Fibrinogen, (0β7)2, is cleaved by thrombin to generate fibrin, the end product of the blood coagulation cascade. Fibrin clots are cross-linked by factor XIII, a transglutaminase that forms a covalent bond between lysine and glutamine side chains, thereby making the clot more resistant to fibrinolysis. A minor variant form of fibrinogen, denoted 7,1/7' fibrinogen, contains a twenty amino acid sequence that is substituted for the last four carboxy terminal amino acids and includes two tyrosine residues that are sulfated. 7,4/7' fibrinogen acts as a carrier protein for factor XIII. We have tested the hypothesis that the binding interaction between 7x/7' fibrinogen and factor XIII occurs via these sulfotyrosyl residues by generating recombinant homodimeric fibrinogen. Biosynthetic labeling of transfected baby hamster kidney cells expressing recombinant IA/IA Fbg, T'/7' Fbg, 7'Y418F/7'Y418F Fbg, 7'Y422F/7'Y422F Fbg and 7'Y418FY422F/7'Y418F-Y422F Fbg demonstrated that Tyr422 is incompletely sulfated. This result is consistent with the observation that Tyr418 follows Huttner's consensus sequence whereas Tyr422 does not. Sedimentation equilibrium studies suggest that sulfation is not essential for the 7,4/7' fibrinogen/factor XIII interaction to occur. The recombinant 7'Y418F-Y422F/7'Y418F-Y422F Fbg forms a detectable complex with factor XIII as seen for r7'/7' Fbg and factor XIII. Although tyrosine sulfation may not be absolutely necessary for 7/1/7' fibrinogen/factor XIII complex formation, it may affect the strength of the interaction.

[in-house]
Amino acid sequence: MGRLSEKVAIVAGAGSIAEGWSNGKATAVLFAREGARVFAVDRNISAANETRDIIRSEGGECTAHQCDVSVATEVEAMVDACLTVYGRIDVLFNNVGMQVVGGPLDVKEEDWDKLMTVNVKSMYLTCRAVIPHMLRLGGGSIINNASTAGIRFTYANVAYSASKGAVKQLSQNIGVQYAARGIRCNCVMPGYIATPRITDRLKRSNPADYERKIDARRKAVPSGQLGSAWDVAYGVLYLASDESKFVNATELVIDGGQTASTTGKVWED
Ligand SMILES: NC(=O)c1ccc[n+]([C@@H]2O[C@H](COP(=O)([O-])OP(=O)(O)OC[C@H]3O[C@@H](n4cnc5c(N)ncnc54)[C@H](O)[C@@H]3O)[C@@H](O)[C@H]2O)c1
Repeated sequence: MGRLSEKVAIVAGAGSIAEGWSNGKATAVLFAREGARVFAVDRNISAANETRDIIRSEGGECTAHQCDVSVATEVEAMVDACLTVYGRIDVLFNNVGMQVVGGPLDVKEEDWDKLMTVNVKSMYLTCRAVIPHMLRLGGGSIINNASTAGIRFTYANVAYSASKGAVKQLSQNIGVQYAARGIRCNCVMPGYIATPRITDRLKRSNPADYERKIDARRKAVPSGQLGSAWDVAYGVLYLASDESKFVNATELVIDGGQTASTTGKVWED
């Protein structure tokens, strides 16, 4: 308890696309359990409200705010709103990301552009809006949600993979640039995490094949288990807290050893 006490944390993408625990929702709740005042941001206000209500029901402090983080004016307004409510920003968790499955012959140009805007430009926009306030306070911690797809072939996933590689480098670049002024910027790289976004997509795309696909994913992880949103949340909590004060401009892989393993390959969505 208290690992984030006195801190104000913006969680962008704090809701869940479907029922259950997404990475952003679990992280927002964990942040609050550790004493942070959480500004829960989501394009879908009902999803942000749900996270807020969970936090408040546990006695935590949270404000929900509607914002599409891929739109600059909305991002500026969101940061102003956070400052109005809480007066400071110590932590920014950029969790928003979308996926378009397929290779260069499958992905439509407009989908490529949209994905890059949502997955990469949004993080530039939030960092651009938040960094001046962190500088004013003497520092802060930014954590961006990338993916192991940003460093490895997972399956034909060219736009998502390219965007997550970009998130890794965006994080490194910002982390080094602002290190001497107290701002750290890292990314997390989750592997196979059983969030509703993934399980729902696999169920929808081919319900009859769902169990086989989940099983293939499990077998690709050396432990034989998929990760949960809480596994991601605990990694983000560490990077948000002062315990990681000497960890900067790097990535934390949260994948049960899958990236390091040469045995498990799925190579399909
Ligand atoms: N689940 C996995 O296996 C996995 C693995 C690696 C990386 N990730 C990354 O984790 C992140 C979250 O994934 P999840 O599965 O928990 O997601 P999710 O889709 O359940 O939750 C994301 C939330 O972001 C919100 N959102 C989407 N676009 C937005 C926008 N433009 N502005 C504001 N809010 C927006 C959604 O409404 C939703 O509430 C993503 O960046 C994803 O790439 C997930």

|Original language||English (US)|
|State||Published - Dec 1 1998|
ASJC Scopus subject areas
- Molecular Biology